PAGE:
The strongest predictor of whether a house will have solar panels is the density of solar panels on neighboring properties, according to a new study.
The findings suggest that “seeding” solar panels on a few houses in neighborhoods where they are sparse could help residential solar spread faster to more homes.
Researchers want to understand what drives individual climate-related choices, such as the decision to put solar panels on one’s house. This will help design the most efficient programs to promote the spread of climate-friendly behaviors.
Past studies have shown that solar panels tend to be clustered in certain neighborhoods rather than evenly distributed through a city. But are people inspired to install solar panels because they see them on nearby homes, because they hear about them from people in their network, or because they tend to do the same thing as other people with the same demographic or educational background?
Previous studies have been too coarse-grained to fully resolve this question. In the new study, researchers took a closer look using detailed satellite imagery of the city of Fresno, California in the United States. They identified all the solar panels in the city and mapped them to their corresponding addresses—14,803 solar panels at 9,158 properties.
Then they overlaid information about various socioeconomic and community characteristics on the dataset, and used a machine-learning algorithm to calculate which factors best predicted the presence of a solar panel at any given address.
Geography itself is by far the most important predictor, the researchers report in a paper published in Scientific Reports. “We’ve found evidence to support an idea that many find intuitive—when it comes to solar panels, we seem to want what our neighbors have, no matter who those neighbors are,” says study team member Kelsey Barton-Henry, a graduate student at the Potsdam Institute for Climate Impact Research in Germany.
The findings suggest that it’s the nearest neighbors that make the most difference—those within about 200 meters of a property. The effects diminish rapidly at greater distances, and beyond 500 meters the density of nearby panels is no longer a very important predictor.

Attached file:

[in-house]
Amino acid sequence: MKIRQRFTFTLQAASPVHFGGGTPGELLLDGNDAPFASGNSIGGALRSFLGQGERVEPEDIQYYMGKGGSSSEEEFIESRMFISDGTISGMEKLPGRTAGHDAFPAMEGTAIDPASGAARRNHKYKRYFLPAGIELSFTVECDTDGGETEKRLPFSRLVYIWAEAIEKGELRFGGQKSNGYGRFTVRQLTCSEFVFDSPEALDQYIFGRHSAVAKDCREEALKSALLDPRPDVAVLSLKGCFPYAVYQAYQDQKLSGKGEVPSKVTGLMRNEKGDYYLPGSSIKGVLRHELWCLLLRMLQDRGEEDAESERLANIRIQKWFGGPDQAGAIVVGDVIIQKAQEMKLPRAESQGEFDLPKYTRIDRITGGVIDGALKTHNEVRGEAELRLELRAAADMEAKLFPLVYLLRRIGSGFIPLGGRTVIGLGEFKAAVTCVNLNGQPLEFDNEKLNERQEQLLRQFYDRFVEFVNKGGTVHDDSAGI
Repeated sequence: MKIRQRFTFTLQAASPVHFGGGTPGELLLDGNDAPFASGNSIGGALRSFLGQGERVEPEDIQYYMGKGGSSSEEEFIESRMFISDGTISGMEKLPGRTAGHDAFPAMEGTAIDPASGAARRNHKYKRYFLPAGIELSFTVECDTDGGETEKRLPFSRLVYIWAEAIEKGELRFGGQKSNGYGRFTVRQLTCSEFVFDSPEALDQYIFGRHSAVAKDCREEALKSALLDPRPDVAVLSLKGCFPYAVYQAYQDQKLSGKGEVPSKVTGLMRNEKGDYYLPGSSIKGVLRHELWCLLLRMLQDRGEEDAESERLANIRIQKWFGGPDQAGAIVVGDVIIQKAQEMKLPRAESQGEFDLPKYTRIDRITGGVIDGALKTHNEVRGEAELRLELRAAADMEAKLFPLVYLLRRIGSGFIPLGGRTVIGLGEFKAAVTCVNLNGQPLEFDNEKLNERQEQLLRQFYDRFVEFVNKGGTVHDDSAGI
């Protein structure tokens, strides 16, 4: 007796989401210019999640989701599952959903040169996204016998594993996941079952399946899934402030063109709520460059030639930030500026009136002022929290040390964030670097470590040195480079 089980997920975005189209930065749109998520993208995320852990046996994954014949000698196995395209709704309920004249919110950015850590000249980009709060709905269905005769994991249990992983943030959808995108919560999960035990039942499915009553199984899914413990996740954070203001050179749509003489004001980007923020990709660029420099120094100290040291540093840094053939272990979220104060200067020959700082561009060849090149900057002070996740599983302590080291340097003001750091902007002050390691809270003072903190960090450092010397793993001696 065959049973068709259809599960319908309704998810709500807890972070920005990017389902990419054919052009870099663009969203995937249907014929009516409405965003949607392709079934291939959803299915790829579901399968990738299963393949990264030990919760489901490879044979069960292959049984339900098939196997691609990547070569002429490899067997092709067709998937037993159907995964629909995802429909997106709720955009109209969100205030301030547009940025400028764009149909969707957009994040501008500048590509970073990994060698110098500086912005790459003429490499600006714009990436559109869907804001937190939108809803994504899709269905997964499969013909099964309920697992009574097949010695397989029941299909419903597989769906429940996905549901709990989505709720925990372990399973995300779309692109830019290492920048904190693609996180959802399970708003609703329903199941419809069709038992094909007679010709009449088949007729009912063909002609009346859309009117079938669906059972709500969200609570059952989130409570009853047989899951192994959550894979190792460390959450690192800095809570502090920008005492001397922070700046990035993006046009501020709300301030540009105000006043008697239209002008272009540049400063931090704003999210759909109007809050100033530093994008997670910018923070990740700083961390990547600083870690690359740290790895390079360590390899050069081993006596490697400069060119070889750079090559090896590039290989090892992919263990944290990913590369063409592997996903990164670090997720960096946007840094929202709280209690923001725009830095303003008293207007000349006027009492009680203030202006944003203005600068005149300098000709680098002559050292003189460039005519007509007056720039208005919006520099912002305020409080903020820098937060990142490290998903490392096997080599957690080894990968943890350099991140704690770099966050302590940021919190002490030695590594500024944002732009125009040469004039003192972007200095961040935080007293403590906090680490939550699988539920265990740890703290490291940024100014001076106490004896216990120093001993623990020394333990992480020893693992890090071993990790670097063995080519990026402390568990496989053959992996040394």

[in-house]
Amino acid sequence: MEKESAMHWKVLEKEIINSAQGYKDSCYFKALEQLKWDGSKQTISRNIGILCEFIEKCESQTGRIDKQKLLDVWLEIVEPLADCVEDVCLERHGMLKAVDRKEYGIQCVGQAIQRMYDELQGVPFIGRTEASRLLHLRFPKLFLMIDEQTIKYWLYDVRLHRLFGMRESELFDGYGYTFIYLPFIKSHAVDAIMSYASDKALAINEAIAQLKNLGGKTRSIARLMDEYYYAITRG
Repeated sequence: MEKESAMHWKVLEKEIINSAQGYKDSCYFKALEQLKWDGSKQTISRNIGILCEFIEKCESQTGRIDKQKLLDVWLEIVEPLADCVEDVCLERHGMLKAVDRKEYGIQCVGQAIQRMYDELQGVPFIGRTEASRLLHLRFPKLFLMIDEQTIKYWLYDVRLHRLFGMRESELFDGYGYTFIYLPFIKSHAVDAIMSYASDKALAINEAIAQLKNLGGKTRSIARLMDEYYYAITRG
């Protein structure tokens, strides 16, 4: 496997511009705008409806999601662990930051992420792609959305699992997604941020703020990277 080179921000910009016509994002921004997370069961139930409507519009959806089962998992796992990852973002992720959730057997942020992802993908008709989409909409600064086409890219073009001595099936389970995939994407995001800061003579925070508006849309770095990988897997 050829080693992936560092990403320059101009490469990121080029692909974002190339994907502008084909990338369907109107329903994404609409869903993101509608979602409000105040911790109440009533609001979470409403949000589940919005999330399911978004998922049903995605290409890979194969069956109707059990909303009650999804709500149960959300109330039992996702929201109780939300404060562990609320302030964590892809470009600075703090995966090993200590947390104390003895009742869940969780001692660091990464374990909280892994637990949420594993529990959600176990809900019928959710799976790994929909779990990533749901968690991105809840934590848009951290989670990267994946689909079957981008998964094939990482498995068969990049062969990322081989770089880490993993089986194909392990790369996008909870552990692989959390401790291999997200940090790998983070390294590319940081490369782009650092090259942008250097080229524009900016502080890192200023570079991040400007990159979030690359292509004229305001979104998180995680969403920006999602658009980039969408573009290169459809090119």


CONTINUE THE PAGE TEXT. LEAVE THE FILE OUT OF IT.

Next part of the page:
Some previous studies have suggested that socioeconomic factors are more important than geographic proximity in determining whether people will install solar panels. In the new study, a neighborhood’s median household income and median home value were secondary factors predicting the presence of solar panels on a given home.
What drives the decision to install solar panels may vary from country to country and over time—depending on the price of solar panels, government subsidies available, and so on, Barton-Henry says. But the results may also depend on the study methods. “To truly compare how the drivers of solar panel uptake might differ across countries, we would have to gather the same data for each country over the same time, and employ the same methods,” she adds.
The effect of geographic proximity was strongest in low-income neighborhoods, Barton-Henry and her colleagues found. “Our findings suggest that increasing the number of panels is likely to tip off a ‘virtuous circle,’ or a tipping point, where more panels lead to even more panels,” she says. “This contagion effect is even more pronounced in low-income neighborhoods. Hence, a viable strategy could be to offer subsidies and other economic motivators for solar panel implementation, specifically in areas where (i) panel density is currently low, and (ii) incomes are comparatively low.”
Source: Barton-Henry K. et al. “Decay radius of climate decision for solar panels in the city of Fresno, USA.” Scientific Reports 2021.
Photo: David Nutter via Flickr.